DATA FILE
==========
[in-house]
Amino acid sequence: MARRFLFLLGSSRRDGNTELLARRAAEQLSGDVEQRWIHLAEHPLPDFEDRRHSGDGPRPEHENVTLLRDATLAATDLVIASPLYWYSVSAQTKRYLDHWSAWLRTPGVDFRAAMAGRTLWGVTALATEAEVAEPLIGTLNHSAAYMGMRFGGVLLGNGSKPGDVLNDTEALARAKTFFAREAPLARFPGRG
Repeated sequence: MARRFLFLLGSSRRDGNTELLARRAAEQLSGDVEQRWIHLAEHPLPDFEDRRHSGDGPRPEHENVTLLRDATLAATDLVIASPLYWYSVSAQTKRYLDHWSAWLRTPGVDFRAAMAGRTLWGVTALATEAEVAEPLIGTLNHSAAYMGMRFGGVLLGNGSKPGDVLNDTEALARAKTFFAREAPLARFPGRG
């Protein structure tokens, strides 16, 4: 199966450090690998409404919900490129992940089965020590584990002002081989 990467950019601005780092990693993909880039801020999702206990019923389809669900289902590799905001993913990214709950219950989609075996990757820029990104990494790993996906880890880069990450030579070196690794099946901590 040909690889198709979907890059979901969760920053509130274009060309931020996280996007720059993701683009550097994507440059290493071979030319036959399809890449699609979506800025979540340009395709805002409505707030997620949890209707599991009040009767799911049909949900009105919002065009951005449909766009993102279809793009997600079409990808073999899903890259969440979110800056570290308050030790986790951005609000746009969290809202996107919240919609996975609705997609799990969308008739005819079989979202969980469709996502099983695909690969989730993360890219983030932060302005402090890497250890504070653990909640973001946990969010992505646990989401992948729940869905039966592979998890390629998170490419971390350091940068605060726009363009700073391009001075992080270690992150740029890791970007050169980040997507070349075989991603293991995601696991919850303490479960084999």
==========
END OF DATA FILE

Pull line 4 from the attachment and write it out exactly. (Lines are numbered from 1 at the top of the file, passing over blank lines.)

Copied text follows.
């Protein structure tokens, strides 16, 4: 199966450090690998409404919900490129992940089965020590584990002002081989 990467950019601005780092990693993909880039801020999702206990019923389809669900289902590799905001993913990214709950219950989609075996990757820029990104990494790993996906880890880069990450030579070196690794099946901590 040909690889198709979907890059979901969760920053509130274009060309931020996280996007720059993701683009550097994507440059290493071979030319036959399809890449699609979506800025979540340009395709805002409505707030997620949890209707599991009040009767799911049909949900009105919002065009951005449909766009993102279809793009997600079409990808073999899903890259969440979110800056570290308050030790986790951005609000746009969290809202996107919240919609996975609705997609799990969308008739005819079989979202969980469709996502099983695909690969989730993360890219983030932060302005402090890497250890504070653990909640973001946990969010992505646990989401992948729940869905039966592979998890390629998170490419971390350091940068605060726009363009700073391009001075992080270690992150740029890791970007050169980040997507070349075989991603293991995601696991919850303490479960084999």